The terminal staff believed upgrading the insulation systems would improve the overall reliability and efficiency of the systems, as well as save on energy costs. With the help of the New York State Energy Development and Research Authority (NYSERDA)—see “NYSERDA Offers Energy-Saving Expertise”—and the engineering firm Clough, Harbour, & Associates, they performed an evaluation of all of the insulation systems and determined the economic impact of upgrading all affected insulation systems, including the addition of 2 inches of insulation to the existing 2 inches. Because the terminal had a readily available, low-cost fuel source for the heated-oil heaters in used motor oil, the initial evaluation indicated an unusually long payback period for an insulation upgrade project like this—around 3 years.

An Unexpected (and Lucrative) Turn of Events

About the time the original assessment was performed, terminal staff found that the used motor oil being used for fuel in the heated-oil heaters was in greater demand. So any fuel saved from burning in the heated-oil heaters could be sold profitably. This increased interest in the insulation upgrade.

The new heated-oil heater was installed, but only some of the insulation was upgraded for several reasons, including schedule, equipment availability, and budget. Part of the problem was the fact that the insulation systems were much more damaged than originally assumed (see Figures 1 to 4) and had to be completely replaced. Because the addition of the new heated-oil heater and some rerouting of heated-oil lines were projected to actually increase fuel consumption and cost to the terminal, it became more complex to analyze the benefit of the insulation upgrade project to the overall facility.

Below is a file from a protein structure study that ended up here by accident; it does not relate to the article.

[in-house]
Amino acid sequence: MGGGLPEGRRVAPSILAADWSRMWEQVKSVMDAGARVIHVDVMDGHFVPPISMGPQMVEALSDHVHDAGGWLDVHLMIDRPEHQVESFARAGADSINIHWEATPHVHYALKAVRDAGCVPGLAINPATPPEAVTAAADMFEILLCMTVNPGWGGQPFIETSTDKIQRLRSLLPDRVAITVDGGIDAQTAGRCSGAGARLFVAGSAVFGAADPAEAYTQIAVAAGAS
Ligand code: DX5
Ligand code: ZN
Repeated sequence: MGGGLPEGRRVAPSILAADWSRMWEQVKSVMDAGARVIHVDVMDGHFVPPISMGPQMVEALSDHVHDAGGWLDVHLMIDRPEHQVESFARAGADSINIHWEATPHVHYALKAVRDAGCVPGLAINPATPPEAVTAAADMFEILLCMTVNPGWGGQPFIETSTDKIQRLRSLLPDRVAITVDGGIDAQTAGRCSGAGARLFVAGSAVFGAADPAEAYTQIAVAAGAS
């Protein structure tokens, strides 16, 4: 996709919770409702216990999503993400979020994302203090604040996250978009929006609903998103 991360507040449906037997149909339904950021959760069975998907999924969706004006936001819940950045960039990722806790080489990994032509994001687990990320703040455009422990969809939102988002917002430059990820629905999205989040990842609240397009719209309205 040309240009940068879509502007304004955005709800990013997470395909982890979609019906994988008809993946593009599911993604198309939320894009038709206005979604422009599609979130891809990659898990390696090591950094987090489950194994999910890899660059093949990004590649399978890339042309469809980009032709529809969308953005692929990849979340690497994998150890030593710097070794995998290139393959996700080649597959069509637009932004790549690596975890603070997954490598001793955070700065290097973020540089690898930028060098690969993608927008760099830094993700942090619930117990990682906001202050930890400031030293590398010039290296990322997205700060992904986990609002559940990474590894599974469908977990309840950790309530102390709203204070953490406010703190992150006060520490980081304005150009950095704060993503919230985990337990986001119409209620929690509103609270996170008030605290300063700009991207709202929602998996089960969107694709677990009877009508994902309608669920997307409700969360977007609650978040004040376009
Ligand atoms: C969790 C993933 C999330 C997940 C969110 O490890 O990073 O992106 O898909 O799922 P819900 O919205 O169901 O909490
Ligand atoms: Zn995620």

Through the efforts and resources of NYSERDA, a review of the work and an analysis of the energy savings on the upgraded insulation systems were performed using both proprietary and 3E Plus® software (see “The Power of 3E Plus”). The following are the results of the analysis:

  • Projected energy savings of approximately 10 billion Btus per year or more than $87,000
  • Projected used motor-oil savings (that can be sold in the marketplace at approximately $1 per gallon) of around 87,000 gallons
  • Projected payback: slightly more than 1 year
  • Carbon dioxide (CO2) reduction: more than 2.3 million pounds of this greenhouse gas per year
  • More than 4,500 pounds of nitrogen-oxygen compounds (NOX) class of regulated emissions, which includes both greenhouse gases and other gases that influence the mixing ratio of greenhouse gases